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Topic: "THE KITCHEN SINK" - a free percussion library for Aria!

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  1. #1

    Talking "THE KITCHEN SINK" - a free percussion library for Aria!



    MP3 DEMO

    Your free copy of "The Kitchen Sink" Aria percussion library
    plus MIDI file of the demo
    and Word Document of the instrument list posted below


    It's easy to use. Unzip the folder wherever it's logical and handy for you on your hard drive.

    With an instance of Aria open in your music app, choose "Import" and direct the browser to where you unzipped "The Kitchen Sink," and click on the SFZ file. That should be the first file at the top inside the folder, and its icon will be different from the .wav files.

    There they'll all be, all these kitchen sounds I recorded, spread across the entire width of the Aria keyboard. Truth be told - this has just about everything But the kitchen sink.

    Note that when you import an SFZ file, Aria's fader won't respond, but the files will play correctly. Use the volume faders in your music app to control the over-all volume.

    NOTES ON THE DEMO - I used two instances of The Kitchen Sink opened in one instance of Aria. One was just for the kick drum, the second instance was for all the other sounds. That way I could have the kick drum dry and the other instruments wet.

    The demo was produced using the Aria built-in reverb, Ambience, on the Jazz Club 2 room.

    The MIDI file in the folder posted above has the three tracks heard on the demo - Kick, Kitchen Sink and Jug. Just import it into your app and assign the MIDI tracks to Aria which has The Kitchen Sink loaded into it. This could be a helpful way to see how it all works.

    --I wanna hear some nutty, fun music made with this - Hey, it could fit into some not-so-nutty pop music too, like as a substitute for synth drums like the well known ones from Roland.

    AND - here's what ya get!---(this list is in the folder so you can print a copy for reference).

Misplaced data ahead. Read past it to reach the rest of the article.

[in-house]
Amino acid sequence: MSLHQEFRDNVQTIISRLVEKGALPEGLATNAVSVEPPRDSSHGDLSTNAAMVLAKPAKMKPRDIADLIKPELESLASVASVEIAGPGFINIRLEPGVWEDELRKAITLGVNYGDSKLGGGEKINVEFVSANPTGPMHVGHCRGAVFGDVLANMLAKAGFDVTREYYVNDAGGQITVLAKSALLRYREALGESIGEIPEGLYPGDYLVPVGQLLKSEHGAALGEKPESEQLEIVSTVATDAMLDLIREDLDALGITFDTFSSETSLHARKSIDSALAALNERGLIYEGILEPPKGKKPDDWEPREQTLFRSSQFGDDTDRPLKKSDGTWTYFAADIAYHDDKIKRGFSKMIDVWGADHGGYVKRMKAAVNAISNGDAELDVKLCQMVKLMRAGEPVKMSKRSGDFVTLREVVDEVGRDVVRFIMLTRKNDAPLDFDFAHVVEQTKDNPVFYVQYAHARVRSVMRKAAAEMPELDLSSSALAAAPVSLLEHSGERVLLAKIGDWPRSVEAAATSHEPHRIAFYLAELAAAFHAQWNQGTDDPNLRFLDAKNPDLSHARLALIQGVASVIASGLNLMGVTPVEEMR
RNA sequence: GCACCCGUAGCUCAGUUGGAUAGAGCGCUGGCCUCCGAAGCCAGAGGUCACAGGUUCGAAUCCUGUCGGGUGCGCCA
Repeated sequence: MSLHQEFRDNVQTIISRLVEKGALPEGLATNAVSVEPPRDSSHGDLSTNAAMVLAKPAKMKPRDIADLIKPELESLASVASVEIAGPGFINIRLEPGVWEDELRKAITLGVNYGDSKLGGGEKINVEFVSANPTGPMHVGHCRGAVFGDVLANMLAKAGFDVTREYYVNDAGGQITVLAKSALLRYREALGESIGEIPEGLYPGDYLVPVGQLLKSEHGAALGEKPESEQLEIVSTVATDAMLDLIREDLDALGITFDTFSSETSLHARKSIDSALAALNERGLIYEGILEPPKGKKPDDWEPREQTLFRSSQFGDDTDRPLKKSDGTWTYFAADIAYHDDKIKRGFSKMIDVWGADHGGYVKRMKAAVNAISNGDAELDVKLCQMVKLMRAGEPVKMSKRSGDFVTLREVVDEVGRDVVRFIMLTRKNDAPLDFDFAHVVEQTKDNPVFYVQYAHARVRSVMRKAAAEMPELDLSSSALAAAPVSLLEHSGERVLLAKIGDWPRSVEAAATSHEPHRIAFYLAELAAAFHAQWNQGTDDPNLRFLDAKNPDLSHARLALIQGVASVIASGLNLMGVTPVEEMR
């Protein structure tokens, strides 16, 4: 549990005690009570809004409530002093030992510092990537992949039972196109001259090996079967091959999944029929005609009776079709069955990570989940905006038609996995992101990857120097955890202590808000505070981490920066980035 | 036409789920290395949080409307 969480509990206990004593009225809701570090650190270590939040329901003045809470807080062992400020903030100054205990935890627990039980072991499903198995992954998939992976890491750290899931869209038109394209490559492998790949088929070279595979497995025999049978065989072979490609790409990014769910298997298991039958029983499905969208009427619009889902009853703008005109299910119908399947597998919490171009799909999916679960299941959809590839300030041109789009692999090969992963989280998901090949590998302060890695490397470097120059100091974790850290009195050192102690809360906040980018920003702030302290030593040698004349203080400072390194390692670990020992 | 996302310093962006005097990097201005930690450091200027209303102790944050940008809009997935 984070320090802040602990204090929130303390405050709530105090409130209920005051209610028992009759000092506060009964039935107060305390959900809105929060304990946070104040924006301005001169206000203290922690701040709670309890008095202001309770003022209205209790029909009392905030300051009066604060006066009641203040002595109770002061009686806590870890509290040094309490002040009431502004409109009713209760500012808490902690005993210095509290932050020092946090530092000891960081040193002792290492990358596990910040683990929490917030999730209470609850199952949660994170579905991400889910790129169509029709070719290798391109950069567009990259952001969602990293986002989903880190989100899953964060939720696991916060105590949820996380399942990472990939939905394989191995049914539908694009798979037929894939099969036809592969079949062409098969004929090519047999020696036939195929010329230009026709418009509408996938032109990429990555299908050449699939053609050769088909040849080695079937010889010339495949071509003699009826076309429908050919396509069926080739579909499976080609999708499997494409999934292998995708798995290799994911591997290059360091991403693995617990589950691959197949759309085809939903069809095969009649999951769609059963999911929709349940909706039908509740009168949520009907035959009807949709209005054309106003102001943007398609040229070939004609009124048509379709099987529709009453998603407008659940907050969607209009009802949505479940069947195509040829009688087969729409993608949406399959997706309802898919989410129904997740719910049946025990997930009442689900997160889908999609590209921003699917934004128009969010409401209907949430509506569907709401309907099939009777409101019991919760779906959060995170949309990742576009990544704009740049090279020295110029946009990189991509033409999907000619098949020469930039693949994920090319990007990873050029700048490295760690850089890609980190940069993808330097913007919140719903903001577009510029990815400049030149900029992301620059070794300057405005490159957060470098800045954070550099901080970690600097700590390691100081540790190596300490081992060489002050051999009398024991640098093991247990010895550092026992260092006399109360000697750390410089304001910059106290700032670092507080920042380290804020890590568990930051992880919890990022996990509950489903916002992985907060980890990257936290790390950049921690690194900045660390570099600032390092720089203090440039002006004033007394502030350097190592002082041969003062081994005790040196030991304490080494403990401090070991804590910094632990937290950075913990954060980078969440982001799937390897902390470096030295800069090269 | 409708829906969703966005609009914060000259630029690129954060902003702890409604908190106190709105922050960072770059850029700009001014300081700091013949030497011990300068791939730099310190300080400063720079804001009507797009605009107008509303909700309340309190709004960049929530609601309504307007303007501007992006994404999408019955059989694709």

SFZ percussion library for Aria, Sonar Dimension, all samplers supporting SFZ

    THE INSTRUMENTS
    NOTE: Longer sounds, i.e. "cymbals" continue after key off.

    Lowest 2 octaves
    Plastic 2 litre soda bottle toots
    C1
    Beer box "kick drum"
    C#1
    Wooden spoons "side stick"
    D1
    Beer box and wooden spoon "snare"
    D#1
    Cook book pages flip "hand claps"
    E1
    Frying pan and butter knife "snare2"
    F1
    Beer box and wooden spoon "low floor tom"
    F#1
    Pot lid and wooden spoon "closed hat"
    G1
    Beer box and wooden spoon "high floor tom"
    G#1
    Pot lids "pedal hat"
    A1
    Beer box and wooden spoon "low tom"
    A#1
    Pot lids "open hat"
    B1 and C2
    Beer box and wooden spoon "mid toms"
    C#2
    Large pot lids "crash cymbal 1"
    D2
    Protein powder container and wooden spoon "high tom"
    D#2
    Pot lid and butter knife "ride cymbal"
    E2
    Cookie sheet and butter knife "chinese cymbal"
    F2
    Large pot lid and butter knife "bell ride"
    F#2
    Potato dicer "tambourine"
    G2
    Large pot lids "splash cymbal"
    G#2
    Cocktail shaker and butter knife "cow bell"
    A2
    Large pot lids "crash 2"
    A#2
    Toy ray gun "vibraslap" (OK, so not found in every kitchen)
    B2
    Small pot lid and butter knife "ride 2"
    C3 and C#3
    Protein powder container and butter knife "high and low bongos"
    D3, D#3 and E3
    Protein powder container and fingers "mute, high open and low congas"
    F3 and F#3
    Tea kettle and butter knife "high and low timbale"
    G3 and G#3
    Frying pan and butter knife "high and low agogo"
    A3
    Dried beans in plastic mixing bowl "cabasa"
    A#3
    Dried in beans in smaller plastic mixing bowl "maracas"
    B3 and C4
    Small vanilla extract bottle "short and long whistle"
    C#4 and D4
    Cheese grater and wooden spoon "short and long guiro"
    D#4
    Wooden spoons "clave"
    E4 and F4
    Chopping block and wooden spoon "high and low wood block"
    F#4 and G4
    Wash board and plastic scrubber - short and long strokes
    G#4
    Silverware drop
    A4
    Coke can
    A#4
    Scissors
    B4
    Paperbag shake open

    UPPER OCTAVE ALL LOOPING AS LONG AS KEYS HELD DOWN

    C5 and C#5
    Spray olive oil
    D5 and D#5
    Pepper mill
    E5
    Drinking straw
    F5 and F#5
    Shaken not stirred
    G5 and G#5
    Chips bag
    A5
    Stacking salad bowls
    A#5
    Sharpening knives
    B5
    Garlic press

    BONUS INSTRUMENT

    C6 through C7
    Cheese slicer zither

    HAVE FUN!
    Randy

  2. #2

    Re: "THE KITCHEN SINK" - a free percussion library for Aria!

    Randy, this is absolutely fantastic!